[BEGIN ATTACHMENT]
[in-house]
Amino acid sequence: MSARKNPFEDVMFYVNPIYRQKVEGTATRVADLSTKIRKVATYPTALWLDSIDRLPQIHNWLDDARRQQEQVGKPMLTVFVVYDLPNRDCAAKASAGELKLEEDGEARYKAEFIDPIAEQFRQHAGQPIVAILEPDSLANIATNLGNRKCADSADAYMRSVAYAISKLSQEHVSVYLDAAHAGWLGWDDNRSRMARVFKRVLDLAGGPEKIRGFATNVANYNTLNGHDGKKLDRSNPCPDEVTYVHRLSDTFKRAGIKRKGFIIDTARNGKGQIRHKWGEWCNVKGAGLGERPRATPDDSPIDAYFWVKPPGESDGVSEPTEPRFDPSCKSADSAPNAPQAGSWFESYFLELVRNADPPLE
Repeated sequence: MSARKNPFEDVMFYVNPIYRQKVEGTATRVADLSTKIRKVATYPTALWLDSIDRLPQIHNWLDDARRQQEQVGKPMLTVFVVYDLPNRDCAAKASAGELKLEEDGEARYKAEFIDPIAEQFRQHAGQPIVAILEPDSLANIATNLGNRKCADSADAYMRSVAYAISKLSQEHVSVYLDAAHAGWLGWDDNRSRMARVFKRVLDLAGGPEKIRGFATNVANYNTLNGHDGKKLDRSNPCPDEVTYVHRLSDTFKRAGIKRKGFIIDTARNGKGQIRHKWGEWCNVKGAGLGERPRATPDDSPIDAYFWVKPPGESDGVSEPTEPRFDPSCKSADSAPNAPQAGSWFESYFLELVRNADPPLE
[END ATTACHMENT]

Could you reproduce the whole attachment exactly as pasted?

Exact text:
[in-house]
Amino acid sequence: MSARKNPFEDVMFYVNPIYRQKVEGTATRVADLSTKIRKVATYPTALWLDSIDRLPQIHNWLDDARRQQEQVGKPMLTVFVVYDLPNRDCAAKASAGELKLEEDGEARYKAEFIDPIAEQFRQHAGQPIVAILEPDSLANIATNLGNRKCADSADAYMRSVAYAISKLSQEHVSVYLDAAHAGWLGWDDNRSRMARVFKRVLDLAGGPEKIRGFATNVANYNTLNGHDGKKLDRSNPCPDEVTYVHRLSDTFKRAGIKRKGFIIDTARNGKGQIRHKWGEWCNVKGAGLGERPRATPDDSPIDAYFWVKPPGESDGVSEPTEPRFDPSCKSADSAPNAPQAGSWFESYFLELVRNADPPLE
Repeated sequence: MSARKNPFEDVMFYVNPIYRQKVEGTATRVADLSTKIRKVATYPTALWLDSIDRLPQIHNWLDDARRQQEQVGKPMLTVFVVYDLPNRDCAAKASAGELKLEEDGEARYKAEFIDPIAEQFRQHAGQPIVAILEPDSLANIATNLGNRKCADSADAYMRSVAYAISKLSQEHVSVYLDAAHAGWLGWDDNRSRMARVFKRVLDLAGGPEKIRGFATNVANYNTLNGHDGKKLDRSNPCPDEVTYVHRLSDTFKRAGIKRKGFIIDTARNGKGQIRHKWGEWCNVKGAGLGERPRATPDDSPIDAYFWVKPPGESDGVSEPTEPRFDPSCKSADSAPNAPQAGSWFESYFLELVRNADPPLE